Even if you weren’t taking notice of any changes in your breasts all year, you surely can’t ignore them in the month of October. It’s Breast Cancer Awareness Month and everything’s PINK!
Both private and public bodies are taking an interest in your chest this month (not creepy at all), and they all want you to get them checked out. Whether you’re doing your breast self-exam at home, having your doctor take a look at it at your next visit, or getting your mammogram done once you’re eligible, you should definitely have your breasts examined routinely for any abnormalities.
No one really prepares you for that, do they? Nothing can. Trust me, I was just about ready to start planning my funeral when I found out I have one a few months ago. Spoiler alert: my lump turned out to be benign (non-cancerous). But if you have a lump or two that are weighing on your conscience, or you’re just already too invested in the story to stop, read on to see how you can handle this little bump in the road.
1. Wah dis?
I started noticing a little nub in my right breast some months after I stopped breastfeeding, when the glorious perky babes were beginning to make their exit stage left and I was pretty much back to my chest-of-a-twelve-year-old-boy.
Overtime the milk network in there just sort of vanished, except for this one tiny little area. Honestly, my first thought when I noticed that it was a lump was ‘Psshh, I don’t even have breasts. There’s no way I’m even a candidate for breast cancer.’ I ignored it.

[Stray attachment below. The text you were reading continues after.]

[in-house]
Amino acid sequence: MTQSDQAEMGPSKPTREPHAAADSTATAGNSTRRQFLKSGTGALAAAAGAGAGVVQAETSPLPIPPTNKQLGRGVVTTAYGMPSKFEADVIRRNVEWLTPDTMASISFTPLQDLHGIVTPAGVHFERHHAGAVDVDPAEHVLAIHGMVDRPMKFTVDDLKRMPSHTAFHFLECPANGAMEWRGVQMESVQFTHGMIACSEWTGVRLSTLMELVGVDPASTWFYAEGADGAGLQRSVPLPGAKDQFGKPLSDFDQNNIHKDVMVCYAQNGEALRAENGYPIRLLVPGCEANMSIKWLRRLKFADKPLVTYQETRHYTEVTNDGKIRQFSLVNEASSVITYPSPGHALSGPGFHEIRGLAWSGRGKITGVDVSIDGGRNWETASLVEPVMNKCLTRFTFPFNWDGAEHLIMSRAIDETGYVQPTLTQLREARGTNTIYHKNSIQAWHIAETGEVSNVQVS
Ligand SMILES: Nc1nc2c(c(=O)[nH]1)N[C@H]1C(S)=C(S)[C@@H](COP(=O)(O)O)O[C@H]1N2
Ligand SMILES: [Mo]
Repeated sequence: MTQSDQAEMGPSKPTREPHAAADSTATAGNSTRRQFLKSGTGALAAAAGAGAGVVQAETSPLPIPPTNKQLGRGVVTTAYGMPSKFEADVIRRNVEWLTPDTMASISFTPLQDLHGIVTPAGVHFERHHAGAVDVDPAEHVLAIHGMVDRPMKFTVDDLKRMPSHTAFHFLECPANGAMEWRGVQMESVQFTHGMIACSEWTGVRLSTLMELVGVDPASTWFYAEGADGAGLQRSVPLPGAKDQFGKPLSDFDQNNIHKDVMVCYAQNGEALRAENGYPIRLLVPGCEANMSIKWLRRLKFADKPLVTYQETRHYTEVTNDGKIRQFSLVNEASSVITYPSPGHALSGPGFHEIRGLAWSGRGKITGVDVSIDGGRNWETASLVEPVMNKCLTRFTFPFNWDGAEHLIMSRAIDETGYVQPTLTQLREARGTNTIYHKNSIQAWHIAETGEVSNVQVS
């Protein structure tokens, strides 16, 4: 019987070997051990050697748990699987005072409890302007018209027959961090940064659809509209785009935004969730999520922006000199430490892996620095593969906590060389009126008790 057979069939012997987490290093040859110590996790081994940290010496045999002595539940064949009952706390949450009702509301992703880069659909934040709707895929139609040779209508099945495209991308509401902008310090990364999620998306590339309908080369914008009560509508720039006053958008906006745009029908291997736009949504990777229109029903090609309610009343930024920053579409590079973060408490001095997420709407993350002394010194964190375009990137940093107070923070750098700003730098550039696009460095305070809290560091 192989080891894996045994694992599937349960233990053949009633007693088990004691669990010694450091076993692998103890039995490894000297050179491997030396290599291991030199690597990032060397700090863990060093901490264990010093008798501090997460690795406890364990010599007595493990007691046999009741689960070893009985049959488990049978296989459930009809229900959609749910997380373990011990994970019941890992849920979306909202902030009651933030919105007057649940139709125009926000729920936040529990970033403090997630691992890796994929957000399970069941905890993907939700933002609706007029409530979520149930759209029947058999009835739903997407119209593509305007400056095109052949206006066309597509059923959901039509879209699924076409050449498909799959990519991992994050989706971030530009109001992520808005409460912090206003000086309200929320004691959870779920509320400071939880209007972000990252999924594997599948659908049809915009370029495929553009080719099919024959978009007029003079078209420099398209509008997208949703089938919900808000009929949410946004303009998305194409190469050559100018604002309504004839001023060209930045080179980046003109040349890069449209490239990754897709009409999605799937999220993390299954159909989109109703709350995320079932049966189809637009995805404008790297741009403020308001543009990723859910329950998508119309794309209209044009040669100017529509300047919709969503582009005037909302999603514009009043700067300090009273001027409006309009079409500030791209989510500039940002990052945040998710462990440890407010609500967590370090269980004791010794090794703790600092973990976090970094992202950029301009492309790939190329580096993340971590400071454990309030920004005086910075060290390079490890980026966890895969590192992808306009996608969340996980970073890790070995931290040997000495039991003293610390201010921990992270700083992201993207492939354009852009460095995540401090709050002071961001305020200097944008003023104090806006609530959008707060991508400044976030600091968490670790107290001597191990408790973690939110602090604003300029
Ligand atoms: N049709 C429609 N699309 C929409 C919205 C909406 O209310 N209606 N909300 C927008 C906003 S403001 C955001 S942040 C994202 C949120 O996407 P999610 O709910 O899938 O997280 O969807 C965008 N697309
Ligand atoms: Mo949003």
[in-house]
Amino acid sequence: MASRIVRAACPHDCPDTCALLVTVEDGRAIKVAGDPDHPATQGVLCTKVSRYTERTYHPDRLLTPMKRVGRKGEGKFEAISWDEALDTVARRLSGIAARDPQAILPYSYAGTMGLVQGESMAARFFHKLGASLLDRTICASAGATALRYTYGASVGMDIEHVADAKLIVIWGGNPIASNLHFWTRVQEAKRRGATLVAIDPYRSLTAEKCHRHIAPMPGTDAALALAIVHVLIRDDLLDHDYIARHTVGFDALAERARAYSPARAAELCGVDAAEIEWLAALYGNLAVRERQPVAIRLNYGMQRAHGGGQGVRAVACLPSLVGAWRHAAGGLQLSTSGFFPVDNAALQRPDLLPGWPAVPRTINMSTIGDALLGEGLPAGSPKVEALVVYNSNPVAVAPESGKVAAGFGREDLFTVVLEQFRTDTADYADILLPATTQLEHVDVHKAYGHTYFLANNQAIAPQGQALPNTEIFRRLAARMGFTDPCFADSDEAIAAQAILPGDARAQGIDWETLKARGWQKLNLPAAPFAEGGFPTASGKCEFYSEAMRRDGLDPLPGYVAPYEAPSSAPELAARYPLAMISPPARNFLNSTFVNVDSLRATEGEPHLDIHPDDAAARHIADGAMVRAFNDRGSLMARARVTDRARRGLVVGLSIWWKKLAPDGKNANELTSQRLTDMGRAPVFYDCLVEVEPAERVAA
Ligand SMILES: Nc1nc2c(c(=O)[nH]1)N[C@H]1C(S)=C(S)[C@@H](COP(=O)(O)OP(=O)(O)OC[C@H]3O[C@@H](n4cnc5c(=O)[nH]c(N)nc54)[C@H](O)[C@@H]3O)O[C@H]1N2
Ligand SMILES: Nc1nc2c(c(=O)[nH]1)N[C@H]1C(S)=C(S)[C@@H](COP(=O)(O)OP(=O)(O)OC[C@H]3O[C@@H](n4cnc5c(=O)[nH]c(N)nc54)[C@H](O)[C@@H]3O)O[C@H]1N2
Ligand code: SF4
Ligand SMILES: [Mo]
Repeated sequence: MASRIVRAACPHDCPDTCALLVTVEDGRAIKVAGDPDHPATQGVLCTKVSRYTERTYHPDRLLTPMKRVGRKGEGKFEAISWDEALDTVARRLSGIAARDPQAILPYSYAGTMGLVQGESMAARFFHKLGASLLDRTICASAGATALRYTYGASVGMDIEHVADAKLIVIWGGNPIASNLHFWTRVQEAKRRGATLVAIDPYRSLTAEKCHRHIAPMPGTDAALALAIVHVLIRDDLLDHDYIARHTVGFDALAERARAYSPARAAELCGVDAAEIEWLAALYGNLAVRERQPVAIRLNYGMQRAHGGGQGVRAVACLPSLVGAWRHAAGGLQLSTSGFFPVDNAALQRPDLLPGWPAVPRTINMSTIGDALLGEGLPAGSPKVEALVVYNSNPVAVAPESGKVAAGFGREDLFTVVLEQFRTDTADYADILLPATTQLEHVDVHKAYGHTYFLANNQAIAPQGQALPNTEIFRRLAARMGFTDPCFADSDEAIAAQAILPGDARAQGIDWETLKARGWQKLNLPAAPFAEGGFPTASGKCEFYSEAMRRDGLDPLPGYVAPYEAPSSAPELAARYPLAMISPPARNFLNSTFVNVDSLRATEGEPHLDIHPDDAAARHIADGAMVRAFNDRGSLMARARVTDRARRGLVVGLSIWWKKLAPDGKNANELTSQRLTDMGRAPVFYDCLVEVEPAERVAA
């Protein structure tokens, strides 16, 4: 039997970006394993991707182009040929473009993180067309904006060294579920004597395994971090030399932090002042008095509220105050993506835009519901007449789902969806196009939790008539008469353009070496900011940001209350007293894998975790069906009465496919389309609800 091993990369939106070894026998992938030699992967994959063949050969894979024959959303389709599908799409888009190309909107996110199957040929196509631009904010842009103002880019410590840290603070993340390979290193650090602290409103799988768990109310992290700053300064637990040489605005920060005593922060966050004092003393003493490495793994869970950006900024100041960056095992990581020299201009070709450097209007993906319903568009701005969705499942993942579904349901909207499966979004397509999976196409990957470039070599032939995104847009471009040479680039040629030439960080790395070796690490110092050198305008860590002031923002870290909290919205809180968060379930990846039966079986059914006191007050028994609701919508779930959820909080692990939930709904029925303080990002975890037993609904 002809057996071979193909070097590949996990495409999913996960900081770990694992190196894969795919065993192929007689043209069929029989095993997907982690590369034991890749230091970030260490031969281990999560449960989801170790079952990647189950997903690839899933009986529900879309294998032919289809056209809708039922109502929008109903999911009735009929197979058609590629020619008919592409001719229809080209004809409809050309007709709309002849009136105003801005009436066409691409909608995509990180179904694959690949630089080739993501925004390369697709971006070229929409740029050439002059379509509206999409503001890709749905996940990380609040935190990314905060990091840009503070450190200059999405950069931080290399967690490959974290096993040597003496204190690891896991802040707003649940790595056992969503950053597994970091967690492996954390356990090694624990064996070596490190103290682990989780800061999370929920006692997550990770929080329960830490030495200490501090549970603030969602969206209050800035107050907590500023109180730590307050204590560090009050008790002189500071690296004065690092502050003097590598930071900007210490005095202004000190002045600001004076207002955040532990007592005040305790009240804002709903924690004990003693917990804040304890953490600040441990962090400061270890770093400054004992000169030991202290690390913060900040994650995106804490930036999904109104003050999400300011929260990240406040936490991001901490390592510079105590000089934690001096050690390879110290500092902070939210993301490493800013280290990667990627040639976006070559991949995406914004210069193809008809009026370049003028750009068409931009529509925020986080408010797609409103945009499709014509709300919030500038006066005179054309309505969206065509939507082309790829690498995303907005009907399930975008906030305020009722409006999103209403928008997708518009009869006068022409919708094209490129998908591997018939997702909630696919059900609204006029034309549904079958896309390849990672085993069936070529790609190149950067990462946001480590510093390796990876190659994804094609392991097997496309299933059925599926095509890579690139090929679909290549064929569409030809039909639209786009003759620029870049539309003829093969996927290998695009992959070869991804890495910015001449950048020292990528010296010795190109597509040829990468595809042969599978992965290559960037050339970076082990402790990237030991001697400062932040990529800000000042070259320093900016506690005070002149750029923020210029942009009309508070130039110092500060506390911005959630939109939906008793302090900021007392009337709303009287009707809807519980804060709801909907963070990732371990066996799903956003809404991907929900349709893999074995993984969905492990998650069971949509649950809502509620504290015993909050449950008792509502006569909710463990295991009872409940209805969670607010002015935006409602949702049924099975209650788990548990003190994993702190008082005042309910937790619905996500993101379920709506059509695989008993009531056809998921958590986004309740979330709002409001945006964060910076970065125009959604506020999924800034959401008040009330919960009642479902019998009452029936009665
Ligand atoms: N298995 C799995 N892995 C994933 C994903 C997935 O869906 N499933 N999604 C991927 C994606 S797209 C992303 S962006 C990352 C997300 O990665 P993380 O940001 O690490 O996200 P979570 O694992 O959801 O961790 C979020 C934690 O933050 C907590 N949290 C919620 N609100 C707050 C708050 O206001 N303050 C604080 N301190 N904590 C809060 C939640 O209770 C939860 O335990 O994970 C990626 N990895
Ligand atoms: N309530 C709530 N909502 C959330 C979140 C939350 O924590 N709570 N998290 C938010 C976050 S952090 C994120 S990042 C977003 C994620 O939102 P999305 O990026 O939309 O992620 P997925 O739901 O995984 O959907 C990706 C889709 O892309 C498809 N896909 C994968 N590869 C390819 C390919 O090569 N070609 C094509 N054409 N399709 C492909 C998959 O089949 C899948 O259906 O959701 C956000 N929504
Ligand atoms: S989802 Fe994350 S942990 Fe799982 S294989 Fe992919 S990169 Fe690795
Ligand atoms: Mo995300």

2. Watch it
As badly as I wish it did, the lump never really went away. It would become less noticeable at certain times of the month, and more prominent at others, but there it was, just lumping around in my chest. It didn’t hurt. It wasn’t stuck in one spot. There were no dimples or any other visible changes in the breast. I thought about mentioning it to my doctor or a friend at several points, but I felt like saying it out loud would make it too real, and force me to have to deal with it. I kept pushing it to the back of my mind and pushing down the lump in my throat. (By the way, you should definitely skip this step. It’s not worth the anxiety).
3. Get it checked
Can’t hide from a lump forever, can you now? Eventually I mentioned it to someone close to me and surely enough (sadly), it was not a figment of my imagination. They felt it, too. So did my gynaecologist, Dr Jordan Hardie (who you should totally check out if you need a gentle male OB/GYN), and so did the doctor doing the physical exam when I was starting a new job a few months ago. So yeah. I had to deal with it.
The scariest part about this is waiting for the result, to be honest. If you’ve ever been pregnant, it’s exactly the same procedure for a breast ultrasound, just, you know, on your chest area instead of your abdomen. Same cold gel. Same soothing wand rubbing all over. Same fascinated look on the radiologist’s face as they measure things and look at their screen.
BTW. You can expect this to cost you anywhere between eight and fifteen thousand Jamaican dollars without insurance. You’ll pay less if you’re insured depending on your plan.
5. Life goes on
You cannot imagine how relieved I was when the report confirmed what my doctor thought it was — a fibroadenoma (why does it have to have such a scary name, right?). As it turns out, they’re pretty common (way more common that breast cancer) especially in younger women. They’re pretty harmless, painless, and sometimes disappear by themselves around menopause, so there’s not really much that needs to be done about it beyond checking it out every few years to make sure it’s not changing or growing.
If you think you have a lump in your breast, try not to panic. It doesn’t mean that you have, or are more likely to develop breast cancer. Like mine, your lump could very well be a fibroadenoma, or another type of non-cancerous breast lump.
But I’m not the expert here. I’ve asked my doc to answer a few questions about fibroadenomas and other types of non-cancerous breast lumps, in this next post. ⬇️